Abstract Details

Title: RCT photometry of the Hubble Classical Cepheid V19 in M33: Evidence for the Cessation of Pulsations - A Case of Stellar Evolution in Real Time

Authors: Scott G Engle, Edward F Guinan, Lucas Macri, Ann Pellerin

Institute/Affiliation: Villanova University and the RCT Consortium

Abstract Type: poster

Abstract Information:


We report on our continuing efforts to monitor the photometric behavior of Hubble\'s Variable Star V19 in the Triangulum Spiral Galaxy M33. B,V photometry has been carried out of this unusual 18th mag (previous) Cepheid with the 1.3-m RCT (Robotically Controlled Telescope) at KPNO. With time-series photometry, with a dedicated robotic telescope, we can hope to solve the mystery of V19 and its unprecedented evolutionary behavior.

In the influential work \"A Spiral Nebula as a Stellar System: Messier 33\" (Hubble 1926) Edwin Hubble determined the distance to M33 by using 35 Cepheids he discovered. One of those Cepheids was designated V19. At that time observations revealed V19 to have a 54.7-day period and B-band (converted from photographic magnitudes) light amplitude of 1.1-mag. Its mean B-magnitude was 19.6+/-0.2. V19 properties were consistent with the Period-Luminosity Law for M33 derived by Hubble at that time. Follow-up observations in 1996-1997 as part of the DIRECT Program (Macri et al. 2001), however, revealed large and surprising changes in the properties of V19. Its mean B-magnitude had risen to 19.05+/-0.05 and its amplitude had decreased to less than 0.1-mag. The DIRECT study thoroughly checked for possible misclassifications of the variable or contamination by nearby objects, and found none. For all intents and purposes, V19 is no longer a Classical Cepheid, or at least varying below the detectable levels of the photometry. The only other well-documented instance of Cepheid pulsations declining over time is in the case of Polaris - whose V-band amplitude decreased from just over 0.1-mag to below 0.03-mag over the course of a century (Engle et al 2004). Also, a study of the visual magnitudes of Polaris over the past two millennia has shown a possible increase in brightness of 1-mag over the past 1000 years. The changes observed for V19 are obviously on a much more dramatic scale. We discuss the properties of this unusual (former) Cepheid and discuss possible reasons for its apparent fast evolutionary changes. In this study we have combined the recent RCT CCD photometry with unpublished photometry secured a few years ago with the WIYN 3.5-m telescope as well as using the available photometry back to Hubble\'s original observations carried out during the mid-1920s. These data have been subjected to various period search routines to identify possible periods. We also discuss some possible scenarios to explain the strange behavior of the star.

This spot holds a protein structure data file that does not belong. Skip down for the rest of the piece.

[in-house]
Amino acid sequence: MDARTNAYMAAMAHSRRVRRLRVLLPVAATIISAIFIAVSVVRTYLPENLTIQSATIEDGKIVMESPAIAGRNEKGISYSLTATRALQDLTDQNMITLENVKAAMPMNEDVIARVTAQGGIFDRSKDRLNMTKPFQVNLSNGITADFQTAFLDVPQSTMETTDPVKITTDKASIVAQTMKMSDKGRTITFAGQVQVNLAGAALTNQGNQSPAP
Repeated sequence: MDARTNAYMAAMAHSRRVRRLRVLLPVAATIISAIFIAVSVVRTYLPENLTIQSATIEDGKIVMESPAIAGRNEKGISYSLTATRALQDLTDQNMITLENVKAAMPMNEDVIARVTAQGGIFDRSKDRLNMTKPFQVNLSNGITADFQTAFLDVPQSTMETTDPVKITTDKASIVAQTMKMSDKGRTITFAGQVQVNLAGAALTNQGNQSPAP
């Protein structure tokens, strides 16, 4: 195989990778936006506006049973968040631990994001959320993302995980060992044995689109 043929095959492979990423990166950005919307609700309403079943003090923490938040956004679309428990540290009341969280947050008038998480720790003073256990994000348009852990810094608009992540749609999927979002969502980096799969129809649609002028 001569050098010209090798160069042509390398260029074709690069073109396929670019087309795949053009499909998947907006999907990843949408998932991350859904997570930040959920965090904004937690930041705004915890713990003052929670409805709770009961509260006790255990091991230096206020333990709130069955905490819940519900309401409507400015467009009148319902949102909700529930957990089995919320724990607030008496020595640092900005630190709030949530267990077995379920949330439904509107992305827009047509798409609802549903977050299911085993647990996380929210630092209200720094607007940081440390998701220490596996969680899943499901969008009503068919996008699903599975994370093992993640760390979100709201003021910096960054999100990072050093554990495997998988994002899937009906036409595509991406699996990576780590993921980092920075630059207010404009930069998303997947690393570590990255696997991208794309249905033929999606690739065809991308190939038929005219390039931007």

We gratefully acknowledge support from a NASA/HST grant and NSF/RUI grant AST-1009903. The RCT is operated by the RCT Consortium - a group of universities and research institutions who have assumed control of the 1.3-m (50-inch) telescope on Kitt Peak, Arizona. The Consortium members are Western Kentucky University, the Planetary Science Institute, South Carolina State University, and Villanova University.